Rep. Howard Coble (R)
North Carolina 6th District
For more than half a century, furniture store managers and owners from all over the country twice a year have converged on the huge Furniture Mart in High Point, the center of the U.S. furniture business. The giant trade show put on by manufacturers now attracts about 70,000 visitors. High Point sits amid rolling farmland originally settled by Quakers. It was the site of the Battle of Guilford Courthouse in the Revolutionary War. The furniture business grew here early in the 20th century because of the hardwoods in the mountains not far west and the abundance of low-wage labor in the flatlands not far east. For many years, the furniture business has proven more resilient than textiles and tobacco, but lately it has faced serious competition from China, and many furniture jobs have been lost, including more than 6,000 jobs in this area since 2000. Some local businesses have been reaching out to China, with increased textile and fabric exports. The Triad area—Greensboro, High Point, and Winston-Salem—has been forced to scramble for new engines of economic growth to keep pace with booming Raleigh-Durham and Charlotte. FedEx planned to open in 2009 a new hub at Piedmont Triad International Airport, between Winston-Salem and Greensboro, with some 1,500 workers. That has led other firms to plan distribution centers to utilize the new facility as part of what one business expert termed an “aerotropolis.” At the same time, the region’s Hispanic population is growing. The town of Robbins in Moore County—the childhood home of John Edwards, former Democratic vice presidential candidate and North Carolina senator—was 48% Hispanic by 2007, as Latinos moved in for jobs in chicken processing and furniture making.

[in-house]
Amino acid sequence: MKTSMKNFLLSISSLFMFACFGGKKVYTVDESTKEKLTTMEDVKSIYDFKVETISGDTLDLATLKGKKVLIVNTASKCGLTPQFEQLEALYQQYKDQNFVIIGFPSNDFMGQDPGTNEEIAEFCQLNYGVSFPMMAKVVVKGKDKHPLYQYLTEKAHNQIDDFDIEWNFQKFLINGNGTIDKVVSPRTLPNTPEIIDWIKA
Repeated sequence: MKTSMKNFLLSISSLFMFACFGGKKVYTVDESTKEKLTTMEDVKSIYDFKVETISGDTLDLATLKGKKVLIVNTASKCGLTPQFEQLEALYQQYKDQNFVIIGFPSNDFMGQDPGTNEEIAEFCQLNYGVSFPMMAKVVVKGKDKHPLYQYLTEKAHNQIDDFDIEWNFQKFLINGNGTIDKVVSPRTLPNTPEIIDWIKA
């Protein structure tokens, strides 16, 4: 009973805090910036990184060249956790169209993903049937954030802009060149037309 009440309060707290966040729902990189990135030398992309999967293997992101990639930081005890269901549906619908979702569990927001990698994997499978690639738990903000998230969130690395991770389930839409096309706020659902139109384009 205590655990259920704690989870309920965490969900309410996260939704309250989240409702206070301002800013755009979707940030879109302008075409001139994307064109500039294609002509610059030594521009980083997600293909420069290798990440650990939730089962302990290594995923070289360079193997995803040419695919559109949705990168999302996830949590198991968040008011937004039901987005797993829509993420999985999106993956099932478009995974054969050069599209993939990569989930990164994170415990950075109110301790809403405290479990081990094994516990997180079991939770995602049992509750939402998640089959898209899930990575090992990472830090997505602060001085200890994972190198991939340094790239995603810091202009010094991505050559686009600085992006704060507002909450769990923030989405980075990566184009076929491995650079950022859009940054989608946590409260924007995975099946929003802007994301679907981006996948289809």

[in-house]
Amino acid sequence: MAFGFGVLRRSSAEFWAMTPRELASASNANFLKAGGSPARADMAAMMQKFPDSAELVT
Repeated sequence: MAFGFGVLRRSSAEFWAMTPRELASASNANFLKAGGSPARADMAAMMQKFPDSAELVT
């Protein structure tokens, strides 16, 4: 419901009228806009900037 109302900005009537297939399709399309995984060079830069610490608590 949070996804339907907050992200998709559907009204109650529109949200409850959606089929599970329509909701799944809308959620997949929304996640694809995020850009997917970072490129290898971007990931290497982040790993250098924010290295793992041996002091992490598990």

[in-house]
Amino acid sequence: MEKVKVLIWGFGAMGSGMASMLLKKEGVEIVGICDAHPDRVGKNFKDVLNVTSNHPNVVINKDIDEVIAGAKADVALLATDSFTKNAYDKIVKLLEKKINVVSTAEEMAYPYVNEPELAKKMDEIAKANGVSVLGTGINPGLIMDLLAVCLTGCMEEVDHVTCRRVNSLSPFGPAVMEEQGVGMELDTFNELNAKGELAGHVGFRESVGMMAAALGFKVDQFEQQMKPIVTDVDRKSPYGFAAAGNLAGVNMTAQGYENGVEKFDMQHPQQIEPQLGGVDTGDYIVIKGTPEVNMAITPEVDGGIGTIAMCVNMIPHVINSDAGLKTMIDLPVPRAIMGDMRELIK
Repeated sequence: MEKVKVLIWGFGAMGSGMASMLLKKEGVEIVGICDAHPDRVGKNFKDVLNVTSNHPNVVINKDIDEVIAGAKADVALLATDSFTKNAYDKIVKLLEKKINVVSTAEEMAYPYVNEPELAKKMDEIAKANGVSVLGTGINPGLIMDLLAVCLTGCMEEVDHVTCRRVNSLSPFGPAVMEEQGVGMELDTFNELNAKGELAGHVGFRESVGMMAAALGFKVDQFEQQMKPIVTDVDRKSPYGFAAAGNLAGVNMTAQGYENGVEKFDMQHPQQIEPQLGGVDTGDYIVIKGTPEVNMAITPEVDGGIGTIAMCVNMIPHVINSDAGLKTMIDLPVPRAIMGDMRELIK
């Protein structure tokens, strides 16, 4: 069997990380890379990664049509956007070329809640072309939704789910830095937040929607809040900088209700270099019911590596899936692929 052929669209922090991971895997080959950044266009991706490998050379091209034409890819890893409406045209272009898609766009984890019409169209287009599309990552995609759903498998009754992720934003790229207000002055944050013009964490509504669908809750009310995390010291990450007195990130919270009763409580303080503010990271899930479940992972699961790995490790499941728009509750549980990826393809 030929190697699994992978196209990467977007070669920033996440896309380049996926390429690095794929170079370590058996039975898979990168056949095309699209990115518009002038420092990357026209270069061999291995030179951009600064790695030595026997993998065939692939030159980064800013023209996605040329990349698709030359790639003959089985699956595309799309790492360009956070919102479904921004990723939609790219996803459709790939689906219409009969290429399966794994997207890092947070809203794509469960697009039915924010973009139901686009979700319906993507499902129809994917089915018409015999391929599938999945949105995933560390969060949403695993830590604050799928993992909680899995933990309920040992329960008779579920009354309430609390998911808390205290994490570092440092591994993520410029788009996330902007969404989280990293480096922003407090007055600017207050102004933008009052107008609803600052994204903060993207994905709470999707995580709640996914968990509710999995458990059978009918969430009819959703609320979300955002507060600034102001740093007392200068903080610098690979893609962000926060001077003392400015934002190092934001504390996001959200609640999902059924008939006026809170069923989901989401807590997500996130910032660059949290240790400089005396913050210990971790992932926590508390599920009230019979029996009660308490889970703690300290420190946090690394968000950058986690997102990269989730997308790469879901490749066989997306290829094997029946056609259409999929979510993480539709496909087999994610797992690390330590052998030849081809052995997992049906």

2008 Presidential Vote
|Cook Partisan Voting Index|